I told myself I wasn’t going to the class because the boy I liked was also going. Mature people aren’t motivated by such trivial things. I told myself that my reasons for going were genuinely spiritual, founded on a desire to make friends my age in a city I was having trouble adjusting to. However, any day I showed up and he happened to skip, I felt my heart sink a bit.
But I kept going.
Anyone who has ever had a serious crush is very aware of its spiritual aura. You know the heart-racing, the cold sweats, and the energy that keeps you awake at night and messes with your appetite.
You also know what a powerful motivating force it is. You’ve experienced the pull of the unseen hand that drags you wherever he is. Even the best of us can’t keep from succumbing to its power even slightly.
I’ve heard of many stories where God uses the power of a crush to draw someone towards Himself.
He’s sneaky like that.
The fact that He used a crush on me doesn’t bother me a bit. I actually think it’s a brilliant marketing tactic. Especially when the end result was far better than a boyfriend.
Galatians. I’d read it probably 14 times by that point. I was also on my 5th reading of the Bible. I was very spiritual. I’d also never done anything bad. I’d never had sex, gotten drunk, tried drugs. I was an A-B student. Never got fired—in fact every boss I’d ever had loved me because I was always on time, never showed up hung-over, and had a reputation for being a hard worker. I had a more-or-less good relationship with everyone I knew. My parents were proud of me, my siblings adored me, and my community thought I was cream of the crop.
Basically, I was awesome.
And when I read that and think of the discord of what I was feeling while all that was going on, I want to reach for my trash bin and vomit up my lunch.
While that pretty picture was being displayed to the world, I was miserable. I was really good at faking happiness. Anyone who knew me would have called me a happy person. I was a good person and never got in trouble but every day I lived I wished to God I could do something really bad. I watched the girls who showed up to church in strapless dresses and while everyone around me scoffed and whispered about them, I secretly longed to be wearing one of those dresses, even as I scoffed and whispered to keep up appearances.
I righteously judged people who said cuss words, got drunk, or made-out with their boyfriend. While I judged, I longed to let off a string of every swear word I could think of, get seriously hammered, and suck someone’s face off.
I had sticky notes of scripture verses pasted all over my bedroom. I read my Bible every morning and often every night. I kept my promises and did what I was supposed to do.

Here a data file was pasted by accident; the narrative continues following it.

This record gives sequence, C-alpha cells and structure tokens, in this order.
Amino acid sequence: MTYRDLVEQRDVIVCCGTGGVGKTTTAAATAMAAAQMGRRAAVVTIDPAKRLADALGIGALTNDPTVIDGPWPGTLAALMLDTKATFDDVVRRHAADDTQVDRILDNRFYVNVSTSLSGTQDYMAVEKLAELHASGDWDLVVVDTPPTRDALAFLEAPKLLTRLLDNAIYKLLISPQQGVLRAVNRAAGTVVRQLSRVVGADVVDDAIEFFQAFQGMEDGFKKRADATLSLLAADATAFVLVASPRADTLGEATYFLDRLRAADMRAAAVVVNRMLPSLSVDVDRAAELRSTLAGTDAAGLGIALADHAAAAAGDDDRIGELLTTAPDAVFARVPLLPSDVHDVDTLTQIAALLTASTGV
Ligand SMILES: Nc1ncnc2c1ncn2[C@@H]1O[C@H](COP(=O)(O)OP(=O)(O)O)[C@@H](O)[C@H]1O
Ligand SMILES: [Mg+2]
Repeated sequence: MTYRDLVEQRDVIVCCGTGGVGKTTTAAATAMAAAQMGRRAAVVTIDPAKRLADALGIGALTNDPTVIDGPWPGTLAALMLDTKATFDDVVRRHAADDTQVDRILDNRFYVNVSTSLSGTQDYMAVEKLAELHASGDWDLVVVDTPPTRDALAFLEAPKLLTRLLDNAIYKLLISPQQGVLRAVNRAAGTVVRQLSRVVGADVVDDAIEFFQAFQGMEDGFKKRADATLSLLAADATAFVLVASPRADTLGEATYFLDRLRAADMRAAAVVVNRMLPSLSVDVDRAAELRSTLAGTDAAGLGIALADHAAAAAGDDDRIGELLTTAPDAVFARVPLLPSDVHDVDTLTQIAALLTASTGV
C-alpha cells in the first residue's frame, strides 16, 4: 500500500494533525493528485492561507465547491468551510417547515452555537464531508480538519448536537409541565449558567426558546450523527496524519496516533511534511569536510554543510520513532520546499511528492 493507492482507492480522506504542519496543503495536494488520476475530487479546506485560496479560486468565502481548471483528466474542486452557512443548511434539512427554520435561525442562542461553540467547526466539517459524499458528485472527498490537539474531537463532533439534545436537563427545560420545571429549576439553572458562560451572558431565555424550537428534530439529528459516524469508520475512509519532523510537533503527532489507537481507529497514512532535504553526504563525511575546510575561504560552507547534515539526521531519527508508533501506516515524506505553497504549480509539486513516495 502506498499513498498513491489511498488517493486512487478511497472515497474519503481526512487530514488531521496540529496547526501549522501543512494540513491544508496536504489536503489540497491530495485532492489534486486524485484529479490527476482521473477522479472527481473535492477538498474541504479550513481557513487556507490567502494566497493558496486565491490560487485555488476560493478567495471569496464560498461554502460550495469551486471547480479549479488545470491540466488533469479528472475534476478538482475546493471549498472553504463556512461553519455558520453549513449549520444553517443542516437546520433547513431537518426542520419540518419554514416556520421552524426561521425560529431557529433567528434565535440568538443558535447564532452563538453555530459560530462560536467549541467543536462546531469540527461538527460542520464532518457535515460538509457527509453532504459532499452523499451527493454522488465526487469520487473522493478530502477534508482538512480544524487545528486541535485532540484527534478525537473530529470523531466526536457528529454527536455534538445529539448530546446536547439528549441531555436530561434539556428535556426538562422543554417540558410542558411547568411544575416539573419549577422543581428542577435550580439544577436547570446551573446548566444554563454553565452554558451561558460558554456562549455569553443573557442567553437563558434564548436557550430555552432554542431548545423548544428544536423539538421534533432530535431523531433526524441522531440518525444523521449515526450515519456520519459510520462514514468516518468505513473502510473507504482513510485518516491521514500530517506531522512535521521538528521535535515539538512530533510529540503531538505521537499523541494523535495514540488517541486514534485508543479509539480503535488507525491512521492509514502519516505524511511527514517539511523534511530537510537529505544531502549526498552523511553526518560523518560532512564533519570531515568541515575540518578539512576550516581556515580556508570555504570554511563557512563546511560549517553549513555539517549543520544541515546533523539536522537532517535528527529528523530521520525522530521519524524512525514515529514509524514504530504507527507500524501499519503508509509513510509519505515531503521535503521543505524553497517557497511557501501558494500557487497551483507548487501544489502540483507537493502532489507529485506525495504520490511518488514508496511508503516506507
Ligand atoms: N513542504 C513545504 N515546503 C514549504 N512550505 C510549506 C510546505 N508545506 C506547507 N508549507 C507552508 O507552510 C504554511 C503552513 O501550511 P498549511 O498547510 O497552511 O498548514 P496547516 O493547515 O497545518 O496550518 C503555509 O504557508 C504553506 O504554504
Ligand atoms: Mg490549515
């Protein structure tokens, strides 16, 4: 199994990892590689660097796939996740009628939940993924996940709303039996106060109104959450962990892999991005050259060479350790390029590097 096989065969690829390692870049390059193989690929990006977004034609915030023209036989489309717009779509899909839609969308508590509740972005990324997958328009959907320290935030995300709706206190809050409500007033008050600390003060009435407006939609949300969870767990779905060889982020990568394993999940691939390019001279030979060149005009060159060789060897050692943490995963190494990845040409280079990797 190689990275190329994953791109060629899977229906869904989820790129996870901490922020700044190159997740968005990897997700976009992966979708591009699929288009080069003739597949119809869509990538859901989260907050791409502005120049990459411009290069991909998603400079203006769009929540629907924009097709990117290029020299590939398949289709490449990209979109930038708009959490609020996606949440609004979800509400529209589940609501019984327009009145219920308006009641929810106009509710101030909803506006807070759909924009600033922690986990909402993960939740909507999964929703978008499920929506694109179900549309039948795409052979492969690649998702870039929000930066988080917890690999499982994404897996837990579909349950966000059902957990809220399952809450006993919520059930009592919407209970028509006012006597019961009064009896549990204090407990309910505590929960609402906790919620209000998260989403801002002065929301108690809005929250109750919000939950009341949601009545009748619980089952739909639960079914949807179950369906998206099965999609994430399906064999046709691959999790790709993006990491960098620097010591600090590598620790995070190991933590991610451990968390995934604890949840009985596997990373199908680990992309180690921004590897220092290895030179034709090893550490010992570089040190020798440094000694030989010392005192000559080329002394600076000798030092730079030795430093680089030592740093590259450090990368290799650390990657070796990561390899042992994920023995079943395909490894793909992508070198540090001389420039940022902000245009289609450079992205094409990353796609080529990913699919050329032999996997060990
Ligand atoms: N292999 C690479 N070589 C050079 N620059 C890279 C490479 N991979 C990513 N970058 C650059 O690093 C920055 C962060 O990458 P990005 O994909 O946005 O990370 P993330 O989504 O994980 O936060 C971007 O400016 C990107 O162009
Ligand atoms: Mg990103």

And I hated myself.
I wanted to die. Literally, I wanted to kill myself. That’s not hyperbole.
And the worst part was I didn’t understand why I was miserable. I was doing everything right. I should feel good and be happy and everything should be going right. The boy I liked should like me back and I shouldn’t feel guilty for sneaking off to a class on the book of Galatians.
This is where Galatians enters. As many times as I’d read it, I had never understood it. As the teacher taught, I remember thinking, “What? This is in the Bible? How come I’ve never seen it?”
It blew me away.
First of all, I found out that all the good things I was doing were completely worthless, pointless, and absolutely contributed nothing to my relationship with God or had any affect on how he felt about me.
Now, this news could have been defeating. I could have thought “Really? All that work for nothing?” But all I felt was relief. It felt so good to find out that I’d failed the test and that it had absolutely no impact on my final grade.
Second, I found out I was a failure. No matter how good I’d been, I was a total screw up. I was no better than a woman who’d spent her whole life prostituting her body for fun. That part was a bit painful to swallow and is still a little difficult to get my mind around, but it was a good pain. The kind of pain that produces something far greater in the end. Like surgery.
Soon I was no longer going to that class to be with my crush. Soon I was going to that class because it’s where I was learning about this loving, amazing God who wanted to hang out with me even though I was a pompous ass and didn’t even want to hang out with myself. I realized He’d long ago planted this seed in my heart—a seed that showed itself as dissatisfaction, anger, and fear—and at the right moment gave me water in the form of a class on Galatians to finally get that seed to start growing roots.
Even though today I’ve read the Bible 7 times and just finished reading Galatians for a number somewhere in the 20s, I feel like that little seed only has small roots and maybe a little sprout. But the freedom of being loved by a God who wants me even though I did nothing to make myself appealing—In fact, I’ve done a lot of things to make myself unappealing—is the most amazing thing in the whole, wide world.
It’s the sort of experience that is more spiritual and far more lasting than a thousand crushes.
And I don't have to fake happiness anymore.
(To be continued.)